Singer and producer, Santigold notably known for her eclectic lyrics and avant-garde fashion sense, is using her style mantra as a social platform for human rights.

In light of our political climate, Sanitgold is on a mission to alter the conversations surrounding fashion from “What are you wearing?” to “What important issues/causes do you care about?” With her recently released third album “99 cents”, the solo artist talks with about her musical messages, fashion motives and social vigor. Can you talk about how you’re using fashion as a way to express yourself about women’s rights?

Santigold: Well, basically the thing I just did with Absolut was kind of like my first opportunity to do something like that, and I thought it was an amazing idea. Which is, they had a campaign called #RefreshTheTalk where they created a special clutch with a London tech company that had a LED screen that basically lit up the front and back of the clutch, and we could create our own messaging that went across the bag.

We put, “I’m a lady,” because of one of my songs. We put, “resistor,” like resistor. We put, “the future is female.” Just stuff like that to basically get the attention, and then when I did interviews I talked about what I wanted to talk about on the red carpet, rather than talking about just, you know, “What are you wearing on the red carpet?”

I love fashion and I love wearing beautiful clothes, but I think that the opportunity especially right now in the cultural climate and political climate that we’re in, I think we really need to use every opportunity and every platform that we have to sort of talk about things that are really important and need to be talked about. You talked a little bit about the political climate and this is your first time doing it, but why exactly did you choose the Grammy’s as a platform to do that?

Santigold: I think that more and more people in the public eye are using these types of options, like at the Oscars, or even many brands are starting to use these opportunities where they have the most viewers, moments like that that’s when they step up. Even like, you know, the commercials for the Superbowl, like brands are really starting to use opportunities when they know they’re going to have a lot of eyes on them just to try to make a statement. How would you describe your style?

Santigold: I think my style is as, I mean I use the word collage to describe many, many different aspects of my creative approach. That includes my style approach because I just, I take elements from every single place you could imagine and pull them all together. For me, the fun of creation is how I piece random aspects that don’t necessarily go together, together, in a way that speaks to who I am, you know? It’s like, that’s why I love, I mean that’s my approach for making music. I take really playful things with really understated things, with really, you know, extravagant things. Oh, you know, and I could also talk about my costumes for stage, I really use them to make a statement.

For my 99 cents project, all my costumes had, you know, different messaging on them like, what did my, I had a yellow dress that said, “We buy gold.” It’s just about feeling like a commodity as artists and as specifically recording artists, making things, everybody’s a product, and just feeling like what that was about and if I used, I used my costumes and I used my merch and I put messaging on them, and I made a total social statement with that fashion as well. I just felt that that would be important to add. Then, there’s other days where you just want to be comfortable and I love that, too. I love a sweat suit. Are you going to be involved in any future, I guess, movements with fashion or even campaigns coming up that people should be looking forward to?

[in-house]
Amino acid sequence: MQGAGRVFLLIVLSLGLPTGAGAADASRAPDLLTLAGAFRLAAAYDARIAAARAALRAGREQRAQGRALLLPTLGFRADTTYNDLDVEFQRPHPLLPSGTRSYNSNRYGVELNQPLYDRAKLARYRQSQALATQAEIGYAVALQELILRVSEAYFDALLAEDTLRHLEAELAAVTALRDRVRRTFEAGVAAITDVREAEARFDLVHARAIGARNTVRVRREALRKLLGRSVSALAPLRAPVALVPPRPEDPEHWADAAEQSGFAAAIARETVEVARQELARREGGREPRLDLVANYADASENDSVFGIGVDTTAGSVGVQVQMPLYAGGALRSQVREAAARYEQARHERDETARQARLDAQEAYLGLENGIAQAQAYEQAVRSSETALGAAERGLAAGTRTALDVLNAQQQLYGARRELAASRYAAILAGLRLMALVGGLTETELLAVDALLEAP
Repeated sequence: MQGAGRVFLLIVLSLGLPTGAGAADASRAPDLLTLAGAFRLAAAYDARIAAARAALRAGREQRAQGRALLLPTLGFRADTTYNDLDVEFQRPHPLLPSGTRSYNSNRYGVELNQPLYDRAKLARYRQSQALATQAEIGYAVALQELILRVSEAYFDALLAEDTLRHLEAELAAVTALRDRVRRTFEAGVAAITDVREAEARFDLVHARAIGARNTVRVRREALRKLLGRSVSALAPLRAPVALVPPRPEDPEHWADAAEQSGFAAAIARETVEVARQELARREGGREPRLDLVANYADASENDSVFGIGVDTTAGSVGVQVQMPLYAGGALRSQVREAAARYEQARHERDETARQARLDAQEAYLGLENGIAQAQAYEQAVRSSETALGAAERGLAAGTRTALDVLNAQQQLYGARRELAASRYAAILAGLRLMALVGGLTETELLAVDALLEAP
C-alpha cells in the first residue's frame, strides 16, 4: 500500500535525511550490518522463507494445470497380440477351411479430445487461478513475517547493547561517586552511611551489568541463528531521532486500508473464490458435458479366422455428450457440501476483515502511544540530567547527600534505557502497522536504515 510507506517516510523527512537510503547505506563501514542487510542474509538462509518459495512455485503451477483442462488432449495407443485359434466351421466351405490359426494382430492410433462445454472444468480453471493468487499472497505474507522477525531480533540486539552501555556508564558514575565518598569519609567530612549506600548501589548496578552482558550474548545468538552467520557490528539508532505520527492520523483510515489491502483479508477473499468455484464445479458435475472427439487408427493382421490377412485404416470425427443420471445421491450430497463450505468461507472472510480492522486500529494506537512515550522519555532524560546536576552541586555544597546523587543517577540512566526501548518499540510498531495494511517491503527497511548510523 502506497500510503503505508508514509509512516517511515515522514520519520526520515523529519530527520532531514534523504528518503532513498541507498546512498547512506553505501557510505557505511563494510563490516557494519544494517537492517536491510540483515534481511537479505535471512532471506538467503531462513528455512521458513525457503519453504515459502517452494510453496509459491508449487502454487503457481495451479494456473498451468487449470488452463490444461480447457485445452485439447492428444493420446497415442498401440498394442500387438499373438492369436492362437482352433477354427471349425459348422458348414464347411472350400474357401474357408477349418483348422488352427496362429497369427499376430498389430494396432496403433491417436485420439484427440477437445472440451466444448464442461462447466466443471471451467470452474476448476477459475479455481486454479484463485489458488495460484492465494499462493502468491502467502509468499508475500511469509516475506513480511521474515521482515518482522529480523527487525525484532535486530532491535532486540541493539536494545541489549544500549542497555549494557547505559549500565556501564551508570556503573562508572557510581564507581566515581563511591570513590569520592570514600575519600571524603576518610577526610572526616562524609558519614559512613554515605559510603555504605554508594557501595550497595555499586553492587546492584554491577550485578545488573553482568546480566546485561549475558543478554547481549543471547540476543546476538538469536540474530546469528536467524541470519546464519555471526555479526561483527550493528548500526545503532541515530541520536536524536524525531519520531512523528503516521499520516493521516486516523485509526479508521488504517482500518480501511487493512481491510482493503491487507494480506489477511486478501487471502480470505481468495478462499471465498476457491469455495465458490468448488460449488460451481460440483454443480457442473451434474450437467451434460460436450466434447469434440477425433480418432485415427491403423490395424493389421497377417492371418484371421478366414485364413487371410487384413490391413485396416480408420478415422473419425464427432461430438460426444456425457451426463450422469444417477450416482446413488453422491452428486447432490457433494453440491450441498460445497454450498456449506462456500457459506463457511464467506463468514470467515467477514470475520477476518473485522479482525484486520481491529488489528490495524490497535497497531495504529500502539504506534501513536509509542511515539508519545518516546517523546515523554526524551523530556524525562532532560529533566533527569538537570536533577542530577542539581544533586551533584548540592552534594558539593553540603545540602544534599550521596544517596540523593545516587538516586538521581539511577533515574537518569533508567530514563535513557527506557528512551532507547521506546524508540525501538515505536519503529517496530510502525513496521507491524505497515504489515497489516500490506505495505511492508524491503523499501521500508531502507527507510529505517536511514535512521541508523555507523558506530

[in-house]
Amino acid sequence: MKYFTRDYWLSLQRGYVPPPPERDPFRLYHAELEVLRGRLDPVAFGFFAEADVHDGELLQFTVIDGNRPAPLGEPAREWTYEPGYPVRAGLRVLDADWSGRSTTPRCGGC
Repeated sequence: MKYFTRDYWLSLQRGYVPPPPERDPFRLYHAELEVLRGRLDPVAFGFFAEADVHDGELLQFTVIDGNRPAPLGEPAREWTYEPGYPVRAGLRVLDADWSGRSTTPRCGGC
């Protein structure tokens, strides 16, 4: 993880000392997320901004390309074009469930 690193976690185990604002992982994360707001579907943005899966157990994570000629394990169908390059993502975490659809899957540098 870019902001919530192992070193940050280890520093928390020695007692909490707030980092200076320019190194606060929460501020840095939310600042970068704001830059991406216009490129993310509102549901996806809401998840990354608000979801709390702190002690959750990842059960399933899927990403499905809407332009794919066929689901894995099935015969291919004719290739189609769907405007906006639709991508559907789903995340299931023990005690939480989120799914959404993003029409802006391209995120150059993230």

Santigold: I’m going to be using my voice in every way I can, whether it’s in my clothing, whether it’s in my music, whether it’s in me actually talking. I mean, I continue to be as active as I can, because I feel like right now we really need as many people to voice their opinions and stand up for what is right, you know? Can you tell me about your project 99 cents, and what was your vision and your goal for this project?

Santigold: For 99 cents it was a project that was talking about commercialism and consumption, and how everybody nowadays views themselves as a brand and as a product, and what that means and what that feels like. I approached it in sort of a playful way. But, you know, some of the topics were very serious and I think, you know, I talked about narcissism and social media, and the perils of it, you know, which I think, yeah. What else did I talk about in 99 cents.

Like for instance, the video I did with “Can’t get enough of myself,” we did some pretty much new technology I think they hadn’t, it hadn’t been done for a music video where we used, we activated the webcam or your phone camera to integrate the viewer into the video consistently. You know, to drive home the point of narcissism and how fun it is for everyone to like see themselves over and over again. What political causes are you most passionate about?

I think, you know, there’s so many different causes that people can stand up for but really, I mean the main cause is human rights. Human rights, women’s rights, gay rights, like rights, you know what I mean? I think that if people could see the interconnectedness of it all, and really work together to make sure that you know there’s no injustice, and understand that an injustice against anyone is an injustice against us all.

Teryn Payne is an Editorial Assistant to the Editor-in-Chief. She’s obsessed with style, nail polish and all things olive. Follow her on Twitter and Instagram @Teryn_Denice.